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Common Characteristics of Successful Traders

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By David Hobart, Director, PsyQuation Consulting.

Over the years, I have worked with many traders. Most traders experience periods of brilliance, but few are able to replicate their successes consistently over time. This was especially the case inside the banks, simply because the payoff for short term success as a trader was so high relative to the downside. This incentive structure was often a poor framework to develop trading approaches that could withstand the test of time. Given these skewed incentives, it was often the case that certain personality types would dominate the banks trading desks and hence the “gung ho” trader stereotype was born.

My experience is that the truly successful traders rarely fit that single stereotype, but generally exhibit character traits that are balanced and humble. While all personality types bring strengths and weaknesses to the trading game, there are certain traits that are common amongst consistently profitable traders.


Good traders are grounded in their strengths. They are under no illusions about what they are good at and what they are not. Rarely do good traders build castles in the sky or believe that they are better than average at everything.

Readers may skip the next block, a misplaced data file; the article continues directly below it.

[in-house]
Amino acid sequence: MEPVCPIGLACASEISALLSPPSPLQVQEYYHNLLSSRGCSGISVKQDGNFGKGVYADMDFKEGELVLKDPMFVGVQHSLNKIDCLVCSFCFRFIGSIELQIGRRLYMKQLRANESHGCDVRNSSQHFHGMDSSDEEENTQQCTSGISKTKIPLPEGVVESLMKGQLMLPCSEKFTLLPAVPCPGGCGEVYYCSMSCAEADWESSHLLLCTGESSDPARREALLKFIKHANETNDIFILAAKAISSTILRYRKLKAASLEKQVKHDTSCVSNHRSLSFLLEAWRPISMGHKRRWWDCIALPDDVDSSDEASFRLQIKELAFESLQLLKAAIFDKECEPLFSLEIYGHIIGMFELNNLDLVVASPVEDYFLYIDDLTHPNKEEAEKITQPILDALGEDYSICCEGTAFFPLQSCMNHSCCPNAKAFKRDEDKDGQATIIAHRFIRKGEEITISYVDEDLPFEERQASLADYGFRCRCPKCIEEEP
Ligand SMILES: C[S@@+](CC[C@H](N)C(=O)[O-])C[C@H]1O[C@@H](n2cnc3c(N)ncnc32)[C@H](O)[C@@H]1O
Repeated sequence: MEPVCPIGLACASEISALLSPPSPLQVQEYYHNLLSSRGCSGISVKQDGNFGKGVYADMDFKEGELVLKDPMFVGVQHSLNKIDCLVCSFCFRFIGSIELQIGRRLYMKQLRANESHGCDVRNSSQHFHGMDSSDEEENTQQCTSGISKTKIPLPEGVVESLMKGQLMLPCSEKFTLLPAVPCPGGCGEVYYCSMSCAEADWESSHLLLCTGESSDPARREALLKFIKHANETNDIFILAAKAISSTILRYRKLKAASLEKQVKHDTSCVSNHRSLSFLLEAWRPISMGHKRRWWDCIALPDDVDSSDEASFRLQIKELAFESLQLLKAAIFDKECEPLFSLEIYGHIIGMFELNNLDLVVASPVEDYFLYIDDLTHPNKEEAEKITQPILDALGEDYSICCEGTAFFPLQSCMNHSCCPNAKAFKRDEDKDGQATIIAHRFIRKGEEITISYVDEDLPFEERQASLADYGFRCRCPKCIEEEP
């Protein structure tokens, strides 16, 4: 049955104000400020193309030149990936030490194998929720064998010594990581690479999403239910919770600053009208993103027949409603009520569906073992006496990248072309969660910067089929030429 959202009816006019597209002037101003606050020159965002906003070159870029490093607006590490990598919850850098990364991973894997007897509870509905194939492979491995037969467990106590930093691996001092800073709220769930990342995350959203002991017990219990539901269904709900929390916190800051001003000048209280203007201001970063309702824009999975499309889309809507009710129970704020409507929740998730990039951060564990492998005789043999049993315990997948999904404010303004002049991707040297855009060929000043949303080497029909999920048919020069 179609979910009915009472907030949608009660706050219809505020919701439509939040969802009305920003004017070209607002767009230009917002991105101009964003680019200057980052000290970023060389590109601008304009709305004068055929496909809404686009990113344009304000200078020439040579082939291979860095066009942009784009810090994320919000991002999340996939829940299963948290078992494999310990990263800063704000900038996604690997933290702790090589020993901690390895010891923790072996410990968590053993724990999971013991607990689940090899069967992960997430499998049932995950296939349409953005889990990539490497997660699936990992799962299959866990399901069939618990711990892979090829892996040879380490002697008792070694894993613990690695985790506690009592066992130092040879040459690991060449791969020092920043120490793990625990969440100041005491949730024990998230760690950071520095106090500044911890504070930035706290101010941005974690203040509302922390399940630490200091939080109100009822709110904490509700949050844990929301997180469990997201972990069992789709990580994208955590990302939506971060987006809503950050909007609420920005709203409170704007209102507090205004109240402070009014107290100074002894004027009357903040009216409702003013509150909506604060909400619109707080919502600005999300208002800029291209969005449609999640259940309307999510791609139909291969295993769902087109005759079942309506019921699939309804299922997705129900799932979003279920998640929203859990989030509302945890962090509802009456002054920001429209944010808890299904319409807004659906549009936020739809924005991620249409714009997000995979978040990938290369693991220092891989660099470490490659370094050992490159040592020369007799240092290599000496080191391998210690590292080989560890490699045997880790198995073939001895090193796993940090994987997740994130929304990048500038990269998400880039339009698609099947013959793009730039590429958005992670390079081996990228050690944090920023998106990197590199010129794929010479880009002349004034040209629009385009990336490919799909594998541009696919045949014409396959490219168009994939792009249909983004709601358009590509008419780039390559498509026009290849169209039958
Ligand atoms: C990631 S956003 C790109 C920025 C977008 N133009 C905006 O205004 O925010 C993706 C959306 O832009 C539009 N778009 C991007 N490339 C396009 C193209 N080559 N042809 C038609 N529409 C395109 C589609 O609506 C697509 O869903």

In the movie “the Matrix”, the character Morpheus after meeting Neo for the first time, says to him “You have the look of a man who accepts what he sees because he is expecting to wake up.” Neo would have made a good trader. Observing, detached, interested, reserving judgement and slow to presume. Good traders see through complexity because they are not attached to the complex.

Emotionally Aware

Good traders are often passionate and are in touch with their emotions. Traders are often taught to repress their emotions, as trading emotionally is a well known recipe for losses. Repressed emotion however will inevitably seek an outlet. This outlet for the emotionally repressed is often repetitively destructive behavior, which if played out in the markets can obviously damage a trader’s profitability.


Great traders sniff out opportunity and are uncompromising in their willingness to remain focused on achieving their objectives. This single-mindedness can occur as hard edged or selfish, but is almost always present in great traders.


Trading requires a capacity to deal with adversity in the same way as you deal with success; with a wry smile. They are both seasonal ideas and neither should be taken too seriously. With strong self belief, a good trader can ride on regardless of his/her external circumstance.

We all have elements of these traits within us. At times they are prominent and at times they are lacking. As with honing any craft, an unwavering commitment to being the best that you can be underpins all of these. Maintaining your commitment will enable you to call on each and all of these traits when required.

About David Hobart

David has been a trader and portfolio manager since 1994. He has managed teams of traders for global investment banks and hedge funds including BT, Macquarie, ABN Amro and Blue Sky Alternative Investments. He has worked with numerous traders and portfolio managers as a trading coach/performance consultant. For a detailed review of David’s CV, please see his LinkedIn profile.

If you would like to find out more about David’s trading coaching/performance consulting programs, check them out here or email .

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